Kristin Luebbert testimony transcript from the July 6, 1917 meeting of the Philadelphia School Reform Commission

Kristen Luebbert SRC 7-6-17

Click the picture to view the SRC meeting video and go to 23.39 to view Kristin’s testimony.

Fiscal Responsibility

Good Morning. My name is Kristin Luebbert, I am a teacher, community member, and proud member of the Caucus of Working Educators of the PFT.

Since the SRC members brought it up at the June 20th SRC meeting, I have been musing about the topic of fiscal responsibility. Of course, since we all live in a capitalist society, thinking about fiscal responsibility is a necessity.

One of the types of fiscal responsibility I have been observing and participating in this summer is witnessing my amazing colleagues trying to beg, borrow, crowd-fund, and trash-pick supplies to make their classrooms inviting and complete this fall. I know of no other profession in which people must buy the supplies they need to adequately do their job.

So far this summer, I know:

  • An amazing music teacher who is putting on performances simply to buy drumsticks and other supplies for her class.
  • An English teacher who has reached out to everyone they know going back to high school to retrieve all their old books to make a classroom library.
  • A dedicated elementary teacher trying to find used magazine holders to help organize student folders in the classroom.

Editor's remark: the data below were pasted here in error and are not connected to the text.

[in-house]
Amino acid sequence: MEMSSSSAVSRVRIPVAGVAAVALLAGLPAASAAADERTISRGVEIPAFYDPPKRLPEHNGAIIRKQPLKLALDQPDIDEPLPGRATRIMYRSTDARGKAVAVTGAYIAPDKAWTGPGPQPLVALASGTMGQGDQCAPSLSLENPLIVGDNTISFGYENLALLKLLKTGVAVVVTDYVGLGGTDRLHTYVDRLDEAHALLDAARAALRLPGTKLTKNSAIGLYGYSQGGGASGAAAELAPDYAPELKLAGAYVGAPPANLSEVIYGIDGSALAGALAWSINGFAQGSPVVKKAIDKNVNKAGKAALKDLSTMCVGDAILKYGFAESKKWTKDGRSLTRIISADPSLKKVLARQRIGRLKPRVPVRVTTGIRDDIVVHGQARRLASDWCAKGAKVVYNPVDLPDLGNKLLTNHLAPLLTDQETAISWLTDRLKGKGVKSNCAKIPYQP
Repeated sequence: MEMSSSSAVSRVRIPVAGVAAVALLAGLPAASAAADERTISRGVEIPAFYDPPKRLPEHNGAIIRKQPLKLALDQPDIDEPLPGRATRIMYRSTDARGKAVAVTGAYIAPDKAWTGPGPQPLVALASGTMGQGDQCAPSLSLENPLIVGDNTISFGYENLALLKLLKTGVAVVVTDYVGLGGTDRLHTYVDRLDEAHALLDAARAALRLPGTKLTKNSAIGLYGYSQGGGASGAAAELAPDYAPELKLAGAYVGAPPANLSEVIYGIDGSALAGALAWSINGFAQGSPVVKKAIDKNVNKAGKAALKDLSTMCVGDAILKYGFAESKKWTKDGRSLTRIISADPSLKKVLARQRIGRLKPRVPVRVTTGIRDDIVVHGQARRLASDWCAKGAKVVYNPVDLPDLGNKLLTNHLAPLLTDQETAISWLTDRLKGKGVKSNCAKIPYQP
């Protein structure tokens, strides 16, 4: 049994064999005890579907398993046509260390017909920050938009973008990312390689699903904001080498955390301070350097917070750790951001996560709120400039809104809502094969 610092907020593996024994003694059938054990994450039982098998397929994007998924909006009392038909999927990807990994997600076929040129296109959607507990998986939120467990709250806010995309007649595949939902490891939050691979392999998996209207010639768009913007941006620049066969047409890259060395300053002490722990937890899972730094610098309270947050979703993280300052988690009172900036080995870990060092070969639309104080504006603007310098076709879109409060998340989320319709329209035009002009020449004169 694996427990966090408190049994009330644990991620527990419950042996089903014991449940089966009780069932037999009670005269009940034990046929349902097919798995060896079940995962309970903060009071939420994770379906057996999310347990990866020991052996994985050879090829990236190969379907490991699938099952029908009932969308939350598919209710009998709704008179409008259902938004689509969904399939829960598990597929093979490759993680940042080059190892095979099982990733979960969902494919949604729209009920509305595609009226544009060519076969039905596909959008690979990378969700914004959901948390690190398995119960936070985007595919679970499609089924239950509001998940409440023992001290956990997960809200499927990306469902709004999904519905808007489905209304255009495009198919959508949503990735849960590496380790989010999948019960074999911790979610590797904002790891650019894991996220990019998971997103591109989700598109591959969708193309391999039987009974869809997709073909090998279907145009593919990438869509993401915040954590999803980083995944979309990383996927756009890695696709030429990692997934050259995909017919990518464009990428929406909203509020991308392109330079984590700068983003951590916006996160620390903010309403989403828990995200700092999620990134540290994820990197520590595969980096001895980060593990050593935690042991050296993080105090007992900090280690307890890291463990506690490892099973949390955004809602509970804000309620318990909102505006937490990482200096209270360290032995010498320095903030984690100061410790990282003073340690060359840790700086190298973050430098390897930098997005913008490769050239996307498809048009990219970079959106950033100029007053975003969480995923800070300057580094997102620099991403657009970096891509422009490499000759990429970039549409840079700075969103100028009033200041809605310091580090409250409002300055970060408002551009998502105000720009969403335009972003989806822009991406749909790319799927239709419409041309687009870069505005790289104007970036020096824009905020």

• An ESOL teacher who is collecting used dictionaries from college friends and others so her students have reference materials.

Of course, these are all admirable ways of re-using and recycling, but why should teachers have to have at least a couple side-hustles going on to supply their classrooms and do the best job for their students?

MEANWHILE, just some examples of the SRC’s idea of fiscal responsibility

  • The fallout from the infamous no-bid camera imbroglio–almost 7 million dollars when all was said and done.
  • A quarter-million dollar contract with a “legal turnaround specialist” to advise on cutting legal fees.
  • In spite of that, another 8.5 million dollars approved last month for outside legal fees.
  • A 54 million dollar (now cut to 10 million) proposal to outsource a segregated special education school.
  • Lots of expensive out-sourcing for substitutes, Relay “Graduate School”, Jounce partners, etc….

This seems more like wanton spending than fiscal responsibility.

Speaking of the resolution for the segregated special ed school: The stated goals of this plan to outsource the school to an unknown and insufficiently vetted company could be undertaken and achieved by current SDP personnel.

I know that we have dedicated and knowledgeable people in the Office of Specialized Services and in our schools who can implement this plan if they were given the time and complete resources.

As a teacher who works in a K-8 school that serves one of the two highest percentages of students with special needs in the district, I know what we can do when we are given the resources that our students need. Fund these programs fully and completely inside the SDP, and we will be able to do this work with our students.

I urge you to exercise fiscal responsibility as well as compassion and refuse to vote to segregate our high needs students.